View from porch of lavender bungalow at Staniel Cay Yacht Club

I think this winter will go down in history as the longest. winter. ever. Snow, sleet, icy roads, frigid temperatures, $400 heating bills — I’m over it. If you, too, are officially ready to tell this winter to suck it, I’ll let you in on a little secret that’s helping me get through to spring.

I’m talking about going to the Bahamas.

Stunning airplane view of the Bahamas en route to Staniel Cay from Nassau

This is my kind of watercolor: Bahamas-style.

OK, maybe not right now. I mean, if you can swing it, go for it. But let’s assume you can’t just hop on a plane and leave endless winter behind for tropical paradise. Just go to the Bahamas in your mind.

Susan in a Bahamas state of bliss

I was fortunate enough to go for real in December, and we took a lot of photos during the trip so we could capture paradise and bring it back to Ohio with us. See how happy I was? I literally had this smile on my face for the entire trip. No kids. No work. No wifi (to speak of). No laundry, cooking or other housework bullshit. Just pure bliss.

The view of our dock from the Staniel Cay Yacht Club bungalow we called home.

The whole experience was like a dream. We left the kids at home with our amazing neighbors (possible candidates for sainthood?), and joined my parents, aunt and uncle, cousin and her husband, and my brother and sister-in-law for a week on Staniel Cay. Staniel Cay lies approximately 75 miles south of Nassau and 250 miles of southeast of Florida. The island itself is less than 2 square miles in area.

Water-side view of Staniel Cay Yacht Club bungalows

Each couple had our own bungalow on the water at the Staniel Cay Yacht Club, an all-inclusive resort that’s small, authentic, low-key and impossibly gorgeous. Staniel Cay (pronounced “key”) is part of the Bahamian island chain called the Exuma Cays, so all you need is a boat (which came with our cottage) to explore the nearby islands, uninhabited beaches and snorkeling spots.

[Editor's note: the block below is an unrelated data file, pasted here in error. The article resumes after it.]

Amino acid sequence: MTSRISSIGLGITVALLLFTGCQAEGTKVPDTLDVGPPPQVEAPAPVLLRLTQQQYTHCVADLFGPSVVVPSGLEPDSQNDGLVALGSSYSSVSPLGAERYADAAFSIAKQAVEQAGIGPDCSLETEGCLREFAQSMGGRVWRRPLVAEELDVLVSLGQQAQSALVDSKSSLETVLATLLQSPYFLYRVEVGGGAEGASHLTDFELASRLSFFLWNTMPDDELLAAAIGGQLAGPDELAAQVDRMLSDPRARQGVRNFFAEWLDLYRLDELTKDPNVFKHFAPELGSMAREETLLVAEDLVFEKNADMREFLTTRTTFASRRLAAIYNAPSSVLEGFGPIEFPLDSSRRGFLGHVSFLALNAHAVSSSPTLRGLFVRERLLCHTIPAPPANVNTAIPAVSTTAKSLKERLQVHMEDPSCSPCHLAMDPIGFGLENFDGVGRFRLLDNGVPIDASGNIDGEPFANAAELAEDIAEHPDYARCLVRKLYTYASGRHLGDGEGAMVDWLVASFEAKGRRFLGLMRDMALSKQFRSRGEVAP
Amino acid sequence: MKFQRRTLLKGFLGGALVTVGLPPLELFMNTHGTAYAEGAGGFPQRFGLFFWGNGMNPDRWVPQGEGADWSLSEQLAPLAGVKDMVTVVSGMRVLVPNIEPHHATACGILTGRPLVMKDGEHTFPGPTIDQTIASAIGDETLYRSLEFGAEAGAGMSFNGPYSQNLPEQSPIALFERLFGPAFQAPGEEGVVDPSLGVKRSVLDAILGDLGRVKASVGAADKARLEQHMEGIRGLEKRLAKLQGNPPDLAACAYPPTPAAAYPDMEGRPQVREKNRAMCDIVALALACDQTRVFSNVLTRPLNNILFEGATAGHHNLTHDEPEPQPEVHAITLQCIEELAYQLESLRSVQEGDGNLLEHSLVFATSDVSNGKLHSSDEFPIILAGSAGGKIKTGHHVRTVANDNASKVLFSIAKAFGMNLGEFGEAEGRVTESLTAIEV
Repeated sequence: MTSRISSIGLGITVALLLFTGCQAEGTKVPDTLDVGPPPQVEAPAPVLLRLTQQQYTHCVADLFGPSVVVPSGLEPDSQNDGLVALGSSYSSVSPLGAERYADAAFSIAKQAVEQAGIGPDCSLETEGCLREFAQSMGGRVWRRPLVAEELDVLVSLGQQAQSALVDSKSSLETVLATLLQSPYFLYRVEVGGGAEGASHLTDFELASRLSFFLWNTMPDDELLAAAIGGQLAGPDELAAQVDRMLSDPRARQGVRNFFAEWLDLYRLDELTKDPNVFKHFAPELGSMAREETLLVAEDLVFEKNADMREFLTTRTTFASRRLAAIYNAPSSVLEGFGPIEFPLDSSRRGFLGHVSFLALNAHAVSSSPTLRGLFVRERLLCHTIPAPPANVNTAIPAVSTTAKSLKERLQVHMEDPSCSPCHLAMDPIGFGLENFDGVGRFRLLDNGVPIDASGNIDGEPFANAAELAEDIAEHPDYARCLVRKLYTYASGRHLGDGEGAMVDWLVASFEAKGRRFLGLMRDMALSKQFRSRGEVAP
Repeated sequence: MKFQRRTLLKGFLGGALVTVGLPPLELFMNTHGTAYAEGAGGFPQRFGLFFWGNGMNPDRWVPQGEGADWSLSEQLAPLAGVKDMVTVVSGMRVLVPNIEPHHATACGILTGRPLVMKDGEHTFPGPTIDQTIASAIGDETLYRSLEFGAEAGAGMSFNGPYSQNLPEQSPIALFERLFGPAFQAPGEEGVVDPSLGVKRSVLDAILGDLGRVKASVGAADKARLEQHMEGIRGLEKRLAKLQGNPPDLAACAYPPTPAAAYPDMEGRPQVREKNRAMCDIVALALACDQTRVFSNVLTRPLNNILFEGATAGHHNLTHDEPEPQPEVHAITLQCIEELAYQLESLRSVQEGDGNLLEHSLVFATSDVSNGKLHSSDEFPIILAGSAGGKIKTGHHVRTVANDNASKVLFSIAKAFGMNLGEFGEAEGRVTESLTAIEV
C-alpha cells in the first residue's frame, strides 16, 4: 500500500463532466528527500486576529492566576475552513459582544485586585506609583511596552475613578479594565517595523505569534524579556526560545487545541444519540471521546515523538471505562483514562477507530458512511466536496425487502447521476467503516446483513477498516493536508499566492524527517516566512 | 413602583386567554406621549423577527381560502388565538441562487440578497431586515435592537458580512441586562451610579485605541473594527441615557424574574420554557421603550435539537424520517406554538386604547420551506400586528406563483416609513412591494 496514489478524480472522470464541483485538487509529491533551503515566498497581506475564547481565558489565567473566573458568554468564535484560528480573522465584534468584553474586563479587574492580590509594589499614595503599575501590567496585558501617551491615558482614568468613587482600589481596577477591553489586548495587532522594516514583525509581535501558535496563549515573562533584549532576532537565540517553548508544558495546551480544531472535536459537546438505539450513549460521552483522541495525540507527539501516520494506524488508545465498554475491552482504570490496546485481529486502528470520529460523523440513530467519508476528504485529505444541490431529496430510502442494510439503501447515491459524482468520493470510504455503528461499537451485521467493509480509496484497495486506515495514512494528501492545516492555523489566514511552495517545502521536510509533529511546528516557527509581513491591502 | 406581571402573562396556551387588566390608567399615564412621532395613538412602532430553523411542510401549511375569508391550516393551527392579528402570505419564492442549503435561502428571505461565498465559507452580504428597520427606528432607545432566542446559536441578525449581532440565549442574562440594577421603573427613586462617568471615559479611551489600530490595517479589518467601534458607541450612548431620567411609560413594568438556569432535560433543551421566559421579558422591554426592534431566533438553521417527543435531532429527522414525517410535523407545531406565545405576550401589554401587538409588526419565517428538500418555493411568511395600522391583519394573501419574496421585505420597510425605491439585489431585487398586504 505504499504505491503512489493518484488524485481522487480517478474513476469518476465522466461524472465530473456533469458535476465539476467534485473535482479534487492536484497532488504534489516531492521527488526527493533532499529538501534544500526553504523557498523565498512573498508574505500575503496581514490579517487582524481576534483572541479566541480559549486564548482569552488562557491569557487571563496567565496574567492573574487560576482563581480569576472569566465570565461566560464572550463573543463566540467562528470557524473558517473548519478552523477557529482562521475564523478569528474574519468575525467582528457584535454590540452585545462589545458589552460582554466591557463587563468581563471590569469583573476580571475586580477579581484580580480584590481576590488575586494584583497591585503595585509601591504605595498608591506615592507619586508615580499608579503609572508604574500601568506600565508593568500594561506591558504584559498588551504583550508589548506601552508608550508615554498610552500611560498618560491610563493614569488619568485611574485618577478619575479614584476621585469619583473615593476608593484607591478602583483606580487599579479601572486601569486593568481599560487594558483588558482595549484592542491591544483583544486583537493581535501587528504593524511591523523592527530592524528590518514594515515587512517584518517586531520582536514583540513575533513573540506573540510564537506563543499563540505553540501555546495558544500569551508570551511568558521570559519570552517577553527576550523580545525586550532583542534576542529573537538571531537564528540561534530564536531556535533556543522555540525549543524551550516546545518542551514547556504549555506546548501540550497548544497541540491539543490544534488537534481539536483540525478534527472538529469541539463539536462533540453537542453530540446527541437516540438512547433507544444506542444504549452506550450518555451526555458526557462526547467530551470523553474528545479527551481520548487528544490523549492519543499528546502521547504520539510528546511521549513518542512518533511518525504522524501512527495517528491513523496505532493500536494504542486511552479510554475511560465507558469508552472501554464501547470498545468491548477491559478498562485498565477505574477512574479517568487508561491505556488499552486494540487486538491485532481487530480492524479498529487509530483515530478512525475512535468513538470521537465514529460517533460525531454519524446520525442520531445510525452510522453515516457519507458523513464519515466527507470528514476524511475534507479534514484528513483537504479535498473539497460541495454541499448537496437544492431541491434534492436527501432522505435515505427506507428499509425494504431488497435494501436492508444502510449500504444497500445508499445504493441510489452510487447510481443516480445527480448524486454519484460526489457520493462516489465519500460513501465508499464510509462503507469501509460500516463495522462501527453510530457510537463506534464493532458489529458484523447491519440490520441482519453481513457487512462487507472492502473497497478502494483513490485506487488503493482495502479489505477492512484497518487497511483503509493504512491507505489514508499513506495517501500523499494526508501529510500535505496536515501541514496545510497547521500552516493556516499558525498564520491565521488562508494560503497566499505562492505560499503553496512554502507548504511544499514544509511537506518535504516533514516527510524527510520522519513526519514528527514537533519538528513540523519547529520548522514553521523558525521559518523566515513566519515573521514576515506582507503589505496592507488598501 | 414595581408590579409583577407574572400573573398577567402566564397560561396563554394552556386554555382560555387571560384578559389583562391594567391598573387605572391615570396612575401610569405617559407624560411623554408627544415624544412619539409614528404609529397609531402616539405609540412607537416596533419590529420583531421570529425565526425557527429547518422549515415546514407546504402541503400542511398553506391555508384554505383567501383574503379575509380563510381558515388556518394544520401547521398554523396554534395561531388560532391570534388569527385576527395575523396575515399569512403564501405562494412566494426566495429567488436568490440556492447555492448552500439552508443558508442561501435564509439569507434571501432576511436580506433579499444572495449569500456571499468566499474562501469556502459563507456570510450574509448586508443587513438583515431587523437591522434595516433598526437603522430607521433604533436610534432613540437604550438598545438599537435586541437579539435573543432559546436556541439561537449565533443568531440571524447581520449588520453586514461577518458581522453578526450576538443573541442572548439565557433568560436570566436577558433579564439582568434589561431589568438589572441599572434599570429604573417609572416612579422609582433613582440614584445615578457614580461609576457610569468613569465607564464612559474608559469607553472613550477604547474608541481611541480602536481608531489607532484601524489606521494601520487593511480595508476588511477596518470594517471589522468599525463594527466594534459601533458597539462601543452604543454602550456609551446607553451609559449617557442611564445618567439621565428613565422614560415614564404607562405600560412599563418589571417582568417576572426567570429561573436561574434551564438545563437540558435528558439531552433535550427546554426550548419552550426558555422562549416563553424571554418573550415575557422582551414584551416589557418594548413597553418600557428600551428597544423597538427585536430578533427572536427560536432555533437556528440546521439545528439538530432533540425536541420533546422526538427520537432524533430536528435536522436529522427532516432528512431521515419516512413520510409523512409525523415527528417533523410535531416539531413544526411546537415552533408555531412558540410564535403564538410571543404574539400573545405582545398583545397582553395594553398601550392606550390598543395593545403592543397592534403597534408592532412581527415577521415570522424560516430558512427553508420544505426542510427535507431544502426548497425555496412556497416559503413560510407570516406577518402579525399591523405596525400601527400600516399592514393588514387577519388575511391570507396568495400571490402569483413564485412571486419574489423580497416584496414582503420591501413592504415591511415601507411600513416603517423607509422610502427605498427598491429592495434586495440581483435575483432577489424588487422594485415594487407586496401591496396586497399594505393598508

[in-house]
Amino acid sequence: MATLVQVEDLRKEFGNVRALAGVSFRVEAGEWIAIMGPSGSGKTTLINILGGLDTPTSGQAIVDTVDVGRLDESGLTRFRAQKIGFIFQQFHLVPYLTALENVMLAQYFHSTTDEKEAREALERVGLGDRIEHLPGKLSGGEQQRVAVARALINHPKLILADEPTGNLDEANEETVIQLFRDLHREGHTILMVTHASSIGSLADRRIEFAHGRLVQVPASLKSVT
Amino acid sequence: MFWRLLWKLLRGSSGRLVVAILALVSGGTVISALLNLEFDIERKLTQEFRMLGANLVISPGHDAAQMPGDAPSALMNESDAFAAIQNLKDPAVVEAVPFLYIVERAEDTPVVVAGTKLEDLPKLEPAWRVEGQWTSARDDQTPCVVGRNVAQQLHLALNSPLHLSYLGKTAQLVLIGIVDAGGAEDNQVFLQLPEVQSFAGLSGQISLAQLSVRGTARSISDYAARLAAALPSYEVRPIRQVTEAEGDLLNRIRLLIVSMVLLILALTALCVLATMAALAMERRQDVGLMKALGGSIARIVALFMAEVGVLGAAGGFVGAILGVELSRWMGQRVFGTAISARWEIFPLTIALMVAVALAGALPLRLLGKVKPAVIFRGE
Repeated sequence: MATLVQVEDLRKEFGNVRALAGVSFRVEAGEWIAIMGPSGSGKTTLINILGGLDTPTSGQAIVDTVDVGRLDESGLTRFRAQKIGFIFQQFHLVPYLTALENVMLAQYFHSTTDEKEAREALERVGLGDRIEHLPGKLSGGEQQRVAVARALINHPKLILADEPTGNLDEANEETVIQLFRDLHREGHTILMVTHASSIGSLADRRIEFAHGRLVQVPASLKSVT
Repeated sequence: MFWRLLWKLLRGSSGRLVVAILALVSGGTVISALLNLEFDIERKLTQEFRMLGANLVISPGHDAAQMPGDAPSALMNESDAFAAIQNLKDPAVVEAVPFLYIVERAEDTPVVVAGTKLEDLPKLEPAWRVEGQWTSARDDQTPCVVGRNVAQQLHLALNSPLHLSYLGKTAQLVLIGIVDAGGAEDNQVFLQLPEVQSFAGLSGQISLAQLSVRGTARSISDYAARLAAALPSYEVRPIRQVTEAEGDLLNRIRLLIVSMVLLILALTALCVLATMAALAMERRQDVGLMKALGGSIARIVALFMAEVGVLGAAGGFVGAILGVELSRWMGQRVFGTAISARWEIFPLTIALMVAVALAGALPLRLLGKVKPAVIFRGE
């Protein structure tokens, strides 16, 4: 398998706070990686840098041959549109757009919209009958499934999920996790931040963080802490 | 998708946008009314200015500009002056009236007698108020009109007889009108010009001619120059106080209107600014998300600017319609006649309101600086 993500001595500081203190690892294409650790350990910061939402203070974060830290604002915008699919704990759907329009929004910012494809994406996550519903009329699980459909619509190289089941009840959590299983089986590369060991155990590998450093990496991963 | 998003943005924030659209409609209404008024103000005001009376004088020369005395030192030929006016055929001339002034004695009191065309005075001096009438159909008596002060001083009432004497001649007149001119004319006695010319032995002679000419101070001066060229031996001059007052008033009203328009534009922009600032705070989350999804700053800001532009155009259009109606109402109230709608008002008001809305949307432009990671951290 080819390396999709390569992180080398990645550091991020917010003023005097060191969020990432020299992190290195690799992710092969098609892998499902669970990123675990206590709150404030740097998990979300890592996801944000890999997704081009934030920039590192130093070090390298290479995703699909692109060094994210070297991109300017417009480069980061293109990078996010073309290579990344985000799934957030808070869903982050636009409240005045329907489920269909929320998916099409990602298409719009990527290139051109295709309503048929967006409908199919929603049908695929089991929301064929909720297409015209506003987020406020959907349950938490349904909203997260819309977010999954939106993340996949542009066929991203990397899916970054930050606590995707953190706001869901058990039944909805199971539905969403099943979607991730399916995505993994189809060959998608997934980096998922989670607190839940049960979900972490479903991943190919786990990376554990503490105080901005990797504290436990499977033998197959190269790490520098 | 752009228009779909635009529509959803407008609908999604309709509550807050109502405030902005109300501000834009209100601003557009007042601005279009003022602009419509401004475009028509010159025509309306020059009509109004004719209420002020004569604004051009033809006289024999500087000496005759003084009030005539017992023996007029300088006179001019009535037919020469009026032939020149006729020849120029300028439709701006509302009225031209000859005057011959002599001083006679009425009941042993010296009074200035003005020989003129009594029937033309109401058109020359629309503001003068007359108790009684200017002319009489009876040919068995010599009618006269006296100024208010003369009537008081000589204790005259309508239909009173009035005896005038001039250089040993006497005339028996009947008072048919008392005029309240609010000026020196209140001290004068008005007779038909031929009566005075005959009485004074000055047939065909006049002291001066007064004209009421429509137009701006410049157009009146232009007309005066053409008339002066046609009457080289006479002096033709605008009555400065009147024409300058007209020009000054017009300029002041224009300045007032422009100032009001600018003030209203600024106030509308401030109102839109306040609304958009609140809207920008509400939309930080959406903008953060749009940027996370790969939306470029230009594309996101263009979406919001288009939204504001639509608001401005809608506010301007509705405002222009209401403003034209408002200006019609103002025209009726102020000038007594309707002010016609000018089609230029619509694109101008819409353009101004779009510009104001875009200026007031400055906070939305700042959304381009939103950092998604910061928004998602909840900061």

Snorkeling at Thunderball Grotto

I’ve never snorkeled before. My first experience happened at Thunderball Grotto (featured in the 1965 James Bond film Thunderball), just a brief boat trip from our resort.

I was blown away. Once you put on that mask and breathing tube and start exploring what’s beneath the water’s surface, it really feels like you’ve entered a different world. Sounds corny, but I really felt like I was “just one of the fish” swimming around.

Inside Thunderball Grotto
Swimming into the actual grotto (which is an underwater cave) was a bit of a challenge (the current can be strong) but totally worth it. There’s a whole coral reef ecosystem in there, and plus there’s the whole “I’M SWIMMING IN A FREAKIN’ CAVE” effect. We had to be careful not to touch any of the coral or sea life with our fins — it’s so fragile and we humans don’t need to screw things up with our clumsy ways.

Snorkeling with your best dog friend

How cute is this dog snorkeling with his person? What a trooper.

Bahamian sunset
The rumors are true. Sunsets in the Bahamas are, indeed, breathtaking. (Sunrises, too, for that matter.)

The Bahamas night sky is no joke. Lack of light pollution means stunning views of constellations.

Without light pollution to interfere, here’s a view of the night sky — more constellations than I knew existed!

Our family gathered on the beach in the Exuma Cays

My family cruised around in our respective boats seeking the next amazing beach. There were more to discover than we could possibly explore. Sand here feels like the silkiest, smoothest grains of sugar. And just about everywhere we went? No people. Just us. Totally eliminated my stereotyped view of the Bahamas as one big cruise-shippy tourist trap.